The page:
Quantcast
Energy

Trump Administration Offers 77 Million Acres in Gulf of Mexico to Oil Industry

The Trump administration is holding the biggest offshore oil and gas lease auction in U.S. history Wednesday, offering all 77 million acres of unleased, available federal waters in the Gulf of Mexico.

The sale comes as administration officials seek to rescind drilling safety rules approved after the BP Deepwater Horizon disaster, reduce royalties paid by oil companies, and expand offshore drilling into every ocean in the country.


"Trump is selling off our oceans and selling out coastal communities and marine life to the oil industry," said Kristen Monsell, oceans program legal director at the Center for Biological Diversity. "Whales, dolphins and Gulf seafood are already marinating in oil spills and industry wastewater. More drilling and less regulation will make the next Deepwater Horizon disaster only a matter of time."

The Center for Biological Diversity last month sued the Trump administration for failing to evaluate how oil wastewater dumping in the Gulf harms wildlife.

Oil companies have drilled more than 52,000 wells in the Gulf of Mexico and installed more than 7,000 platforms, many of which are inactive and still littering the Gulf. A recent New York Times investigation found dangerous conditions on Gulf platforms and taxpayers being left to cover the costs of cleanups and decommissioning of old drilling infrastructure.

Whales, sea turtles and other imperiled wildlife are being harmed by offshore oil drilling and exploration. A federal study conducted as part of the settlement of a lawsuit involving the Center for Biological Diversity found more than 30 million marine mammals in the Gulf would be harmed by seismic oil and gas exploration.

Oil spills are a routine part of offshore drilling. The Center for Biological Diversity has calculated that drilling the offshore parcels being offered in today's lease could result in about 2,700 oil spills dumping more than 16.7 million gallons of oil into the Gulf over the life of the lease, based on industry data. That doesn't include catastrophic spills such as the 2010 Deepwater Horizon disaster, which killed 11 oil workers and thousands of marine animals, from which the Gulf still hasn't recovered.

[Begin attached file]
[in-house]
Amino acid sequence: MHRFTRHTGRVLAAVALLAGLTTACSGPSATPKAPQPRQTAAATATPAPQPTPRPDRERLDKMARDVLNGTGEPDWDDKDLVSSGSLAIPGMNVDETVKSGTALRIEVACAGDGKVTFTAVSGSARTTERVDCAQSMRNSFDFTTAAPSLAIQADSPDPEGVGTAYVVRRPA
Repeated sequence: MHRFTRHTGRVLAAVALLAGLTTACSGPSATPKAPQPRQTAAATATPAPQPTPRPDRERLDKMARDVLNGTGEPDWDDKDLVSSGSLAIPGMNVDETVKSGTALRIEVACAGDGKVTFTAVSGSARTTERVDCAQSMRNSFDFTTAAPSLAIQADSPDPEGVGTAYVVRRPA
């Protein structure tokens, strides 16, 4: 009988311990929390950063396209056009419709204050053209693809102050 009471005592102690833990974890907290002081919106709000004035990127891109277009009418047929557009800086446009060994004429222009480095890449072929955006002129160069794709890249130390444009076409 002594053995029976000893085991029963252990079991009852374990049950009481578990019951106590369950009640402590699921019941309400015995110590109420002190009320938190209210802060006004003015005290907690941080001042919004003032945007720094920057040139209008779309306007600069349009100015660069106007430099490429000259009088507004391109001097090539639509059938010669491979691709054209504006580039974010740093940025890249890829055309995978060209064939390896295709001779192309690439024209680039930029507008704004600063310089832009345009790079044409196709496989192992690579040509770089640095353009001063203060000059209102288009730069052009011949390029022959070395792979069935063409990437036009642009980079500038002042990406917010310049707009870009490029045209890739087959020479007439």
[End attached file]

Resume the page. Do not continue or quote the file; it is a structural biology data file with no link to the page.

The federal government also allows toxic fracking chemicals and other oil wastewater to be dumped into the Gulf without regard for its harm to wildlife. Federal documents show more than 75 billion gallons of oil wastewater were dumped into the Gulf in 2014 alone.

The federal government approved more than 1,500 fracks in offshore oil wells in the Gulf in one recent five-year period. Center for Biological Diversity scientists have found that at least 10 toxic chemicals routinely used in offshore fracking could kill or harm several marine species, including marine mammals and fish.

"Trump is turning over Gulf waters to oil companies with no regard for the devastating consequences," Monsell said. "This is a bad deal for people and the planet."

Show Comments ()

EcoWatch Daily Newsletter

Sponsored
Energy
An activist adjusts his hat while protesting the Keystone XL Pipeline during the Native Nations Rise protest on March 10, 2017 in Washington, DC. The KXL has been at the center of a contentious fight for a decade. Brendan Smialowski / AFP / Getty Images

KXL Pipeline Developer Plans to Start Construction in 2019

Construction on the long-delayed Keystone XL (KXL) pipeline is planned for 2019, developer TransCanada said Monday.

"Keystone XL has undergone years of extensive environmental review by federal and state regulators," TransCanada spokesman Matthew John told Omaha World-Herald. "All of these evaluations show that Keystone XL can be built safely and with minimal impact to the environment."

Keep reading... Show less
Popular
Artist Ricky Lee Gordon paints his mural, Wings of Paradise, on a building in Long Beach, California. David McNew / Ricky Lee Gordo / Greenpeace